Kobo sells a line of devices with E Ink displays that are designed for reading eBooks. But since Kobo eReaders have a USB port and Linux-based software, of course people have found ways to hack the devices for use in other ways.
One recent example? Kobowriter is a free and open source tool that lets you connect a USB keyboard to a Kobo eReader so you can use it as a portable E Ink typewriter.
The project installs a modified kernel (developed as part of the XCSoar project) that allows a Kobo eReader’s USB port to accept keyboard input. It also installs the Kobowriter software, which lets you create and edit text documents.
A few things to keep in mind:
- With these modifications installed, you can still use a Kobo device as an eReader. But there’s an intermediate step – when you turn on a Kobo device, you’ll see the XCSoar launcher application that lets you choose whether to run Kobo software, Kobowriter, or something else.
- You’ll have to disable USB-OTG (the feature that lets you use a keyboard) if you want to use the stock Kobo software to read eBooks. But you can always re-enable it when it’s time to type.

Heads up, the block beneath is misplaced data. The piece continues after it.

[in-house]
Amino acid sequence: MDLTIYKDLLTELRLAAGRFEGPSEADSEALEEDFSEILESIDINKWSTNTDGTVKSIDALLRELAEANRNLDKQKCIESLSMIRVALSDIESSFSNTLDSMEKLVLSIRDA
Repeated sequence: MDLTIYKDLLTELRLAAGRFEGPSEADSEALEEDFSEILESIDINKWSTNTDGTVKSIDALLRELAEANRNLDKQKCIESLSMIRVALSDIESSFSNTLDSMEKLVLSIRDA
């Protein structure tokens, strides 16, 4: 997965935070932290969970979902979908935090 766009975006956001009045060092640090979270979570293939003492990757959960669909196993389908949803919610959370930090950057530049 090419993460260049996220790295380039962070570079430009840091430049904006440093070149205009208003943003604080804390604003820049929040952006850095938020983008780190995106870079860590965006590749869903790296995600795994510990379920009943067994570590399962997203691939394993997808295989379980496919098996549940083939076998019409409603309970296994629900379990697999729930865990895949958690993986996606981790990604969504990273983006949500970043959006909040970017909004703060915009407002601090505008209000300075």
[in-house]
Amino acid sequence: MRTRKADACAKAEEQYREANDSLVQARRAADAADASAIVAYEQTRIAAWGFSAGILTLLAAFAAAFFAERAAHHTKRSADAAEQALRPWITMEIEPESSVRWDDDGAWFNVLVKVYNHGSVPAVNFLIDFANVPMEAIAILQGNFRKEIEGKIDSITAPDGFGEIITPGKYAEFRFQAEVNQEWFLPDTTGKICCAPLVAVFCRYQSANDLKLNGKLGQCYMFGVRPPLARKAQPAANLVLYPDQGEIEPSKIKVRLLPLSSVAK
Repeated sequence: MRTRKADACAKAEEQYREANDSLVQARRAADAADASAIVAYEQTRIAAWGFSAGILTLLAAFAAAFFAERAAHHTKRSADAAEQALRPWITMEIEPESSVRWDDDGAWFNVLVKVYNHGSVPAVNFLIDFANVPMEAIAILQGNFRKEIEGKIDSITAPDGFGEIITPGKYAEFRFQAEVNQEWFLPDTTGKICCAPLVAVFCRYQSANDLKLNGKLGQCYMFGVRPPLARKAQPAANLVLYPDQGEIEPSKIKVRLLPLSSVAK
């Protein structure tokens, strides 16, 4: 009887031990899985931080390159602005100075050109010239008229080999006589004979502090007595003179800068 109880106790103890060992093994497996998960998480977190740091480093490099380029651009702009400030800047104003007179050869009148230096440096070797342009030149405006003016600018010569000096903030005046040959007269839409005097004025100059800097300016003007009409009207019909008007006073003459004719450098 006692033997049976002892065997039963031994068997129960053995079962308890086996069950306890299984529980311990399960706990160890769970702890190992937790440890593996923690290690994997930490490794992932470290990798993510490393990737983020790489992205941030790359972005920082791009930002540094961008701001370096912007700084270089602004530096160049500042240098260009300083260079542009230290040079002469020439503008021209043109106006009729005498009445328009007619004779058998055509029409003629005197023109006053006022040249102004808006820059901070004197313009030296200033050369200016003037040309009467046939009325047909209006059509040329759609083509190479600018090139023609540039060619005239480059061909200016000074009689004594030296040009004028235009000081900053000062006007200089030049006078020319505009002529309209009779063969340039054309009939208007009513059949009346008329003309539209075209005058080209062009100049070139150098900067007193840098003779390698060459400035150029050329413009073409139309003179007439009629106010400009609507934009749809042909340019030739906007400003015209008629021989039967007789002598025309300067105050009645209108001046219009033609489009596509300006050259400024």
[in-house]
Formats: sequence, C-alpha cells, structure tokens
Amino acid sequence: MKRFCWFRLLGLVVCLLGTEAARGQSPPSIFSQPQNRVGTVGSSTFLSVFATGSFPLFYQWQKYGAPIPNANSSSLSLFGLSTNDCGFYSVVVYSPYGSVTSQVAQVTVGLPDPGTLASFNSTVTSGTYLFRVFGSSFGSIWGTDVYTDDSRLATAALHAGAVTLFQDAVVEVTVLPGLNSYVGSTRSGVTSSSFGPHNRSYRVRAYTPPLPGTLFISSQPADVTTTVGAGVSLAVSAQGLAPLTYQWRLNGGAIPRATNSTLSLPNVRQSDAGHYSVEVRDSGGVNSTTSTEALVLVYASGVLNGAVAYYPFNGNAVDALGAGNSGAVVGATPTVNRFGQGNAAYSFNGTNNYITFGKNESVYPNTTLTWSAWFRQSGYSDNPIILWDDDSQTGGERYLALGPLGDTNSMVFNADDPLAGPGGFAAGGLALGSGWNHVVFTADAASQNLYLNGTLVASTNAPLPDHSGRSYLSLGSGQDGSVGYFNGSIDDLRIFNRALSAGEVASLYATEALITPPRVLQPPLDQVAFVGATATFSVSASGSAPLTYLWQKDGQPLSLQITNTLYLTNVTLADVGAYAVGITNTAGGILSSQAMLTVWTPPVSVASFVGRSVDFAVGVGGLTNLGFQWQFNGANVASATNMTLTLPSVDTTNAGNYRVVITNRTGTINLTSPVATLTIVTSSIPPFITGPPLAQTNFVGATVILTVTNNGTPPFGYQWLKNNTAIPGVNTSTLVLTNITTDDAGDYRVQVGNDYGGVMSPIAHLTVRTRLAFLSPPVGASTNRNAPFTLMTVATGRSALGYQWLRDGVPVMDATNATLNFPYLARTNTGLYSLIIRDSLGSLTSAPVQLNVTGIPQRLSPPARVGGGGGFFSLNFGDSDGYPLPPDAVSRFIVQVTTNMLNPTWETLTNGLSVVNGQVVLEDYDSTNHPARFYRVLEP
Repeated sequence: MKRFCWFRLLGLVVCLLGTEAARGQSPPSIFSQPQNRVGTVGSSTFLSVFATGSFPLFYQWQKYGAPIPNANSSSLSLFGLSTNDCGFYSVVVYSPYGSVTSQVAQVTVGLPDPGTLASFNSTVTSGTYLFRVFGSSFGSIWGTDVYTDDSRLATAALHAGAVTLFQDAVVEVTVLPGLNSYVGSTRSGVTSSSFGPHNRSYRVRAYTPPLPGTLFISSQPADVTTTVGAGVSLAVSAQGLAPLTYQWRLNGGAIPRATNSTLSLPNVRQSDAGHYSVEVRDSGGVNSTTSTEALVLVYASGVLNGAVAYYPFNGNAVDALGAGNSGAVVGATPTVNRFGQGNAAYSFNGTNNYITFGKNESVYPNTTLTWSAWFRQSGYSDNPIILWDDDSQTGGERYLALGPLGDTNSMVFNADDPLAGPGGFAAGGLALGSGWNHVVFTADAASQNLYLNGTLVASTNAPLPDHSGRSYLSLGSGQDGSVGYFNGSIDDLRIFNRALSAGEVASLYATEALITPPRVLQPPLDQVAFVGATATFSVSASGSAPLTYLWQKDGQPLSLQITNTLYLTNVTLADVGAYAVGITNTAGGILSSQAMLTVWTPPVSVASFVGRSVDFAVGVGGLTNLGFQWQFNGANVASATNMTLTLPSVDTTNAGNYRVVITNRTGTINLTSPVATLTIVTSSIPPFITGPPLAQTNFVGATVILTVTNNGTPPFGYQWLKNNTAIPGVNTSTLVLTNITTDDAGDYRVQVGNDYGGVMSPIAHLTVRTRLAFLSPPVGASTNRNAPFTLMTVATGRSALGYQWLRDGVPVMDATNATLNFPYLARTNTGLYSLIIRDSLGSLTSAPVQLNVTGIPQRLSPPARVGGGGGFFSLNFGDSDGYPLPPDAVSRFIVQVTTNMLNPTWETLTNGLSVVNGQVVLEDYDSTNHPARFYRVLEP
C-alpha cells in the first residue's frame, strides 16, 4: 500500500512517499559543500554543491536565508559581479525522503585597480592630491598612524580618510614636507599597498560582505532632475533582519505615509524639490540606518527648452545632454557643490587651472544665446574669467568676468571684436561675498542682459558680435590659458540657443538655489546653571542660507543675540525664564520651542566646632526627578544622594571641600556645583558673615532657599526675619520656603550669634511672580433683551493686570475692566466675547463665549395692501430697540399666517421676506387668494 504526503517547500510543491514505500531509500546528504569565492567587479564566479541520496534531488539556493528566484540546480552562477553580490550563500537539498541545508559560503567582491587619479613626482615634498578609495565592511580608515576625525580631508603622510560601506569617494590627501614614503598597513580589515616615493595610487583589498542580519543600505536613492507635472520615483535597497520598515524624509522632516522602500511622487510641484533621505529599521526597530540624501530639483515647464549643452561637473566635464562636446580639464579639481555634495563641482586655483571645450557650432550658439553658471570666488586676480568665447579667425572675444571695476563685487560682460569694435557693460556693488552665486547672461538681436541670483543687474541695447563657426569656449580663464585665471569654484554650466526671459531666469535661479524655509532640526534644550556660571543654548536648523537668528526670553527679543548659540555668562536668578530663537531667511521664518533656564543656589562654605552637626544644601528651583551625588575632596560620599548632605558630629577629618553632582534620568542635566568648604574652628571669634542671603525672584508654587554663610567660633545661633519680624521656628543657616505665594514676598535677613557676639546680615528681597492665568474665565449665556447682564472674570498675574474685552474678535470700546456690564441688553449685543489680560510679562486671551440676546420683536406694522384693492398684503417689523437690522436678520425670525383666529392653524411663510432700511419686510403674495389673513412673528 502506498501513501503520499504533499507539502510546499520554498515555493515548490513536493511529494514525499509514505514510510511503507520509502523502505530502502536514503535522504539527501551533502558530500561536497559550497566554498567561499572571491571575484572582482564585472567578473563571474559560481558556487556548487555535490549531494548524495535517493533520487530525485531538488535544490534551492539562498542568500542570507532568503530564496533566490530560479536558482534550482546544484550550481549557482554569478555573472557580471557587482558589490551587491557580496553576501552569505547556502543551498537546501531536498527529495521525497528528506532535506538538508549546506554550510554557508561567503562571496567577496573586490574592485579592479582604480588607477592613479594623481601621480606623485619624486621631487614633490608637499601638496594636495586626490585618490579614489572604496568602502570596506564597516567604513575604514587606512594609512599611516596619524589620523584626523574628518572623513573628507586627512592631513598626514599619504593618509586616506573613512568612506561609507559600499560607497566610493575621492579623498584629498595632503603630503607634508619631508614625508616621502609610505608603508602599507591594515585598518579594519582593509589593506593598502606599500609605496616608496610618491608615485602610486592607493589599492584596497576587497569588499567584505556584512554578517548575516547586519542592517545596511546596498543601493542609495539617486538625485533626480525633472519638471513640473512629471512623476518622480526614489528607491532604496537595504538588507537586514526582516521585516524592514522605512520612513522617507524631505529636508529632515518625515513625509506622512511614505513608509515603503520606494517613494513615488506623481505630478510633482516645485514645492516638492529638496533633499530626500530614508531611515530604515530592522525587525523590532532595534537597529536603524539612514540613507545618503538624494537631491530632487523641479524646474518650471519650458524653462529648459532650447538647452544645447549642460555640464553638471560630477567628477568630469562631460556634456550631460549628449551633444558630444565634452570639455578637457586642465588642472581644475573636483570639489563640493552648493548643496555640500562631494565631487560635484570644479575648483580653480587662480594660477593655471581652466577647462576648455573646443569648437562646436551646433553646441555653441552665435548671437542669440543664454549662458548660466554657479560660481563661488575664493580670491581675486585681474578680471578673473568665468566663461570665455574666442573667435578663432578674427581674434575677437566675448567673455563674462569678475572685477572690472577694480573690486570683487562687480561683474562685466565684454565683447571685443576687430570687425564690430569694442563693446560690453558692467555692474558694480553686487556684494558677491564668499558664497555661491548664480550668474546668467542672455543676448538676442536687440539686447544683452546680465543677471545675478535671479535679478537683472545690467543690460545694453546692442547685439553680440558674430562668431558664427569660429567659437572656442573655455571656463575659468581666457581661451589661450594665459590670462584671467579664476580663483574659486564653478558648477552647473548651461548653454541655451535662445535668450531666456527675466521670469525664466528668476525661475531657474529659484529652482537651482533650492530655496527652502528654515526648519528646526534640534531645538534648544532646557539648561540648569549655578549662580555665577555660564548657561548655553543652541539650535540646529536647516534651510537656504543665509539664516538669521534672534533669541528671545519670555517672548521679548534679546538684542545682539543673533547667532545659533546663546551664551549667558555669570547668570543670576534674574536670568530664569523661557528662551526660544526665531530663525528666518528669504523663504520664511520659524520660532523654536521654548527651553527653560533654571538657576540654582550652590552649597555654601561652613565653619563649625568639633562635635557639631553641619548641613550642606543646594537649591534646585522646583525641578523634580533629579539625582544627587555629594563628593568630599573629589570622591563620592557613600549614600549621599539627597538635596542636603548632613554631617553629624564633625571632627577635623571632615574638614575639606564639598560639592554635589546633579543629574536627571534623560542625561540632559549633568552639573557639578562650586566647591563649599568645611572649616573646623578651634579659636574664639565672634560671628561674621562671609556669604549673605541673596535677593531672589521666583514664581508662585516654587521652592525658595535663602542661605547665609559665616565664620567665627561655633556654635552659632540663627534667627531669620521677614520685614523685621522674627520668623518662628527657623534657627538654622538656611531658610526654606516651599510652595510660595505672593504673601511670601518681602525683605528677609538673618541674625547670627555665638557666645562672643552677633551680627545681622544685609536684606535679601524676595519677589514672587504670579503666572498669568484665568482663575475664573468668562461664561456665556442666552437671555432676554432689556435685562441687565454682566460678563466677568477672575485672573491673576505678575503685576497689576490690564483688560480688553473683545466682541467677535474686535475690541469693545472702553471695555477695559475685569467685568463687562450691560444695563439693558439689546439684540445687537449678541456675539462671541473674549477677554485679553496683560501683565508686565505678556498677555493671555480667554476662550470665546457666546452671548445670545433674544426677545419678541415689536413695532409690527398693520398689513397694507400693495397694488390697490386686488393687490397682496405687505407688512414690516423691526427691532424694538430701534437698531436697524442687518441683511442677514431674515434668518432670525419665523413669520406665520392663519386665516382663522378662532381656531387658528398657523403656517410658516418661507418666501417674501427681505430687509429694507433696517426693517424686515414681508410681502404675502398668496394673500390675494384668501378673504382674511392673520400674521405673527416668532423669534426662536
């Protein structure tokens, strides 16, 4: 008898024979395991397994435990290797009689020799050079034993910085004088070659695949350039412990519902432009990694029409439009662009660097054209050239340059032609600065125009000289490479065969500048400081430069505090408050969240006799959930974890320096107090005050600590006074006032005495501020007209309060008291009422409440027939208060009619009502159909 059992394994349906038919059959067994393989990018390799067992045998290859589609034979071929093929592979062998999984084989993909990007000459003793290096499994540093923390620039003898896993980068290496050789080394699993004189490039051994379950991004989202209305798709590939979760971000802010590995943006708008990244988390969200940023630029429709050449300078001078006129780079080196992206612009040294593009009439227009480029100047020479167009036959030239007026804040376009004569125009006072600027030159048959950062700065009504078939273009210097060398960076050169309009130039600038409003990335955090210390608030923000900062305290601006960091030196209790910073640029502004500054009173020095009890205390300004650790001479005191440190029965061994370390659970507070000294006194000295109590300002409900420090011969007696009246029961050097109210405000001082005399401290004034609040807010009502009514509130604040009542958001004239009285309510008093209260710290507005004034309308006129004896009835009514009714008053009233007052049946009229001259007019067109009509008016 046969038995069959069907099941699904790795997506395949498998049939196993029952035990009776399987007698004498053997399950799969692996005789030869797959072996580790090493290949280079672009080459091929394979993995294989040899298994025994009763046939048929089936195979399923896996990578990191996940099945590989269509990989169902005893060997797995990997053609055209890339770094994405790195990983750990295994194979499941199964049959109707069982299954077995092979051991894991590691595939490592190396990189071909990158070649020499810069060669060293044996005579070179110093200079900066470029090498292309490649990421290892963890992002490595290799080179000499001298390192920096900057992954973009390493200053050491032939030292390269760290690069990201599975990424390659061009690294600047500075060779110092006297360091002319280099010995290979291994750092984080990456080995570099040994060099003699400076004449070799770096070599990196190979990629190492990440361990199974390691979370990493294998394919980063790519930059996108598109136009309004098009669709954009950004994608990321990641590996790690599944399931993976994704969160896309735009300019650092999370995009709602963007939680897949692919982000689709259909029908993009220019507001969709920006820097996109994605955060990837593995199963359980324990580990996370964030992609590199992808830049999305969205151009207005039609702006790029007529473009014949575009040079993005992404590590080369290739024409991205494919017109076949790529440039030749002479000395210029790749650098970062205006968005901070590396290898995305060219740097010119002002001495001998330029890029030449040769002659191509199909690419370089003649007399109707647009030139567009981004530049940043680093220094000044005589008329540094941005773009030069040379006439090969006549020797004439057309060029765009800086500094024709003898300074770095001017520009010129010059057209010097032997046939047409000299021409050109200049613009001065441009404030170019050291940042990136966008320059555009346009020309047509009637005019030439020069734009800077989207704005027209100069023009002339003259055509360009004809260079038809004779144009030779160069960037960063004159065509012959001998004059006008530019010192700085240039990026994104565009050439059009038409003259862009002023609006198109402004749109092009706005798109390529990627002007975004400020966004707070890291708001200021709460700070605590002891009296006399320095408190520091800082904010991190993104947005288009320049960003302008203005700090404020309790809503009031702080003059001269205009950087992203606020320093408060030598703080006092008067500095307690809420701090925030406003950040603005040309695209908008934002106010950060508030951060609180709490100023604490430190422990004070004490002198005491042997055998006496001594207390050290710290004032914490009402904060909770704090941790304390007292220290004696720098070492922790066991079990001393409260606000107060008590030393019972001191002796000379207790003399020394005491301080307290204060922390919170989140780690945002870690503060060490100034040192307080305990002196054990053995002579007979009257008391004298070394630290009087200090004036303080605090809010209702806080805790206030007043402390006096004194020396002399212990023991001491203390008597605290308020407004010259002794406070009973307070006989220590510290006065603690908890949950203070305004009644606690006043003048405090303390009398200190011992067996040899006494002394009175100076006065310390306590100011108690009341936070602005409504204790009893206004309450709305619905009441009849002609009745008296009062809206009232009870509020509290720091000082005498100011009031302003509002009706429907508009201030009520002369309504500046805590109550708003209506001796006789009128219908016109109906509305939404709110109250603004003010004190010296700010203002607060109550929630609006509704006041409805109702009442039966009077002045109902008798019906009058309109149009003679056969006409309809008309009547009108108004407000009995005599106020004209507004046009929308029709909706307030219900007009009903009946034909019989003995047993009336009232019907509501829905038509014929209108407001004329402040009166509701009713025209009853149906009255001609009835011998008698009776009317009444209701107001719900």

- Kobo devices will not output any power over the USB port, so you’ll need to use a keyboard that draws power from its own batteries or another source.
- The developer notes that Kobowriter has only been built and tested for the Kobo Glo HD and only supports a French keyboard layout at the moment. But since it’s open source software, anyone can tweak the code and work on modifications for additional Kobo devices and/or languages.
You can find more details at the GitHub page for Kobowriter.
via Hacker News